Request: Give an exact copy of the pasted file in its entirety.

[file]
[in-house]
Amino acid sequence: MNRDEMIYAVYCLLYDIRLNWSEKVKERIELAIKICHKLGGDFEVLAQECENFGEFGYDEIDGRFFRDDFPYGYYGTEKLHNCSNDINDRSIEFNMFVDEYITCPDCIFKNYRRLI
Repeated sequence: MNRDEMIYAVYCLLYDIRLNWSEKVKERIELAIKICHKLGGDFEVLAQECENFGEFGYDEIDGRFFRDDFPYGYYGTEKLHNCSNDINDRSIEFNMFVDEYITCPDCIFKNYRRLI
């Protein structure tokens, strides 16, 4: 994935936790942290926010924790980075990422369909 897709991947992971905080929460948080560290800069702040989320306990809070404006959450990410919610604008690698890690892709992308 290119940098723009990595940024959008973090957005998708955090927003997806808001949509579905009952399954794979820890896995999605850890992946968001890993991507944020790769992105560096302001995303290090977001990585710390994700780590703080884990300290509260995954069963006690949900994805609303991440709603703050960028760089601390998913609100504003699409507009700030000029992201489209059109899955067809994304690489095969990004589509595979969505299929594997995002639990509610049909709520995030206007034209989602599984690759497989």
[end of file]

[in-house]
Amino acid sequence: MNRDEMIYAVYCLLYDIRLNWSEKVKERIELAIKICHKLGGDFEVLAQECENFGEFGYDEIDGRFFRDDFPYGYYGTEKLHNCSNDINDRSIEFNMFVDEYITCPDCIFKNYRRLI
Repeated sequence: MNRDEMIYAVYCLLYDIRLNWSEKVKERIELAIKICHKLGGDFEVLAQECENFGEFGYDEIDGRFFRDDFPYGYYGTEKLHNCSNDINDRSIEFNMFVDEYITCPDCIFKNYRRLI
């Protein structure tokens, strides 16, 4: 994935936790942290926010924790980075990422369909 897709991947992971905080929460948080560290800069702040989320306990809070404006959450990410919610604008690698890690892709992308 290119940098723009990595940024959008973090957005998708955090927003997806808001949509579905009952399954794979820890896995999605850890992946968001890993991507944020790769992105560096302001995303290090977001990585710390994700780590703080884990300290509260995954069963006690949900994805609303991440709603703050960028760089601390998913609100504003699409507009700030000029992201489209059109899955067809994304690489095969990004589509595979969505299929594997995002639990509610049909709520995030206007034209989602599984690759497989």